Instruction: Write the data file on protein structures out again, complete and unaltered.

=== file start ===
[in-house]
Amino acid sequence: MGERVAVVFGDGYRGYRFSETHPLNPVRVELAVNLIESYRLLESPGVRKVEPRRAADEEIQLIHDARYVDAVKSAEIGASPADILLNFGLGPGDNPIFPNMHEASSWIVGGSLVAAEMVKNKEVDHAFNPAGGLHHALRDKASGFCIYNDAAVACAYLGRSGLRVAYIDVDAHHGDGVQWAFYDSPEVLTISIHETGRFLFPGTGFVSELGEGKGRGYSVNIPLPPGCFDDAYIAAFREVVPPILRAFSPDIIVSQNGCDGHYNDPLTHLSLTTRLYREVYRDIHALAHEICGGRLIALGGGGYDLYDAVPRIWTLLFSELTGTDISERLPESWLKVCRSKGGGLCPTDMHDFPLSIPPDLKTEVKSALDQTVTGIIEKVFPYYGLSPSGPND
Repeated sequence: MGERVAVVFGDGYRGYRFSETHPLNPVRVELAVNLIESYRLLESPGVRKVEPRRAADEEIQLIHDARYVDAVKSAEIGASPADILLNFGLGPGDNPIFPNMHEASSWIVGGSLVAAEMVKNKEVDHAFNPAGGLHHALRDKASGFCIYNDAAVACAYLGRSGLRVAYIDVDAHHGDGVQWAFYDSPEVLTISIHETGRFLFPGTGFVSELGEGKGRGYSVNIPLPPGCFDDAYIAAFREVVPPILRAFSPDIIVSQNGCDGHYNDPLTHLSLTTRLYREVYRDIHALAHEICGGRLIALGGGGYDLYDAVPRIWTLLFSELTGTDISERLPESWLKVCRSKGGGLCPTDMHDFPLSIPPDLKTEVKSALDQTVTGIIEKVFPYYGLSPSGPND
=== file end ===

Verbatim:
[in-house]
Amino acid sequence: MGERVAVVFGDGYRGYRFSETHPLNPVRVELAVNLIESYRLLESPGVRKVEPRRAADEEIQLIHDARYVDAVKSAEIGASPADILLNFGLGPGDNPIFPNMHEASSWIVGGSLVAAEMVKNKEVDHAFNPAGGLHHALRDKASGFCIYNDAAVACAYLGRSGLRVAYIDVDAHHGDGVQWAFYDSPEVLTISIHETGRFLFPGTGFVSELGEGKGRGYSVNIPLPPGCFDDAYIAAFREVVPPILRAFSPDIIVSQNGCDGHYNDPLTHLSLTTRLYREVYRDIHALAHEICGGRLIALGGGGYDLYDAVPRIWTLLFSELTGTDISERLPESWLKVCRSKGGGLCPTDMHDFPLSIPPDLKTEVKSALDQTVTGIIEKVFPYYGLSPSGPND
Repeated sequence: MGERVAVVFGDGYRGYRFSETHPLNPVRVELAVNLIESYRLLESPGVRKVEPRRAADEEIQLIHDARYVDAVKSAEIGASPADILLNFGLGPGDNPIFPNMHEASSWIVGGSLVAAEMVKNKEVDHAFNPAGGLHHALRDKASGFCIYNDAAVACAYLGRSGLRVAYIDVDAHHGDGVQWAFYDSPEVLTISIHETGRFLFPGTGFVSELGEGKGRGYSVNIPLPPGCFDDAYIAAFREVVPPILRAFSPDIIVSQNGCDGHYNDPLTHLSLTTRLYREVYRDIHALAHEICGGRLIALGGGGYDLYDAVPRIWTLLFSELTGTDISERLPESWLKVCRSKGGGLCPTDMHDFPLSIPPDLKTEVKSALDQTVTGIIEKVFPYYGLSPSGPND